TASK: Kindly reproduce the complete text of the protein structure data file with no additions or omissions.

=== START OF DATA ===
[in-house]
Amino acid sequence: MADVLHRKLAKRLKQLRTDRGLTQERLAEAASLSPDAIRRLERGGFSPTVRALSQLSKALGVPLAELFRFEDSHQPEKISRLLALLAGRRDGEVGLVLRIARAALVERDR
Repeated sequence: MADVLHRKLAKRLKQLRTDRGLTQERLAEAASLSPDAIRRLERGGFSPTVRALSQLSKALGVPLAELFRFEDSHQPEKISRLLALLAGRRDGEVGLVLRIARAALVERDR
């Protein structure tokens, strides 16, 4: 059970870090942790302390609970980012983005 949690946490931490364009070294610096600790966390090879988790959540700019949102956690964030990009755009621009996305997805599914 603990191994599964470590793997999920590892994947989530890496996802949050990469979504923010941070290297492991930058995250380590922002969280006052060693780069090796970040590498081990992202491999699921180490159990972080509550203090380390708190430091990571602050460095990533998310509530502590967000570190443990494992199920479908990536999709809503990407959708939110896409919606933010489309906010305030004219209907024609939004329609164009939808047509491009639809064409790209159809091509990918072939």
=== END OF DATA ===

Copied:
[in-house]
Amino acid sequence: MADVLHRKLAKRLKQLRTDRGLTQERLAEAASLSPDAIRRLERGGFSPTVRALSQLSKALGVPLAELFRFEDSHQPEKISRLLALLAGRRDGEVGLVLRIARAALVERDR
Repeated sequence: MADVLHRKLAKRLKQLRTDRGLTQERLAEAASLSPDAIRRLERGGFSPTVRALSQLSKALGVPLAELFRFEDSHQPEKISRLLALLAGRRDGEVGLVLRIARAALVERDR
């Protein structure tokens, strides 16, 4: 059970870090942790302390609970980012983005 949690946490931490364009070294610096600790966390090879988790959540700019949102956690964030990009755009621009996305997805599914 603990191994599964470590793997999920590892994947989530890496996802949050990469979504923010941070290297492991930058995250380590922002969280006052060693780069090796970040590498081990992202491999699921180490159990972080509550203090380390708190430091990571602050460095990533998310509530502590967000570190443990494992199920479908990536999709809503990407959708939110896409919606933010489309906010305030004219209907024609939004329609164009939808047509491009639809064409790209159809091509990918072939």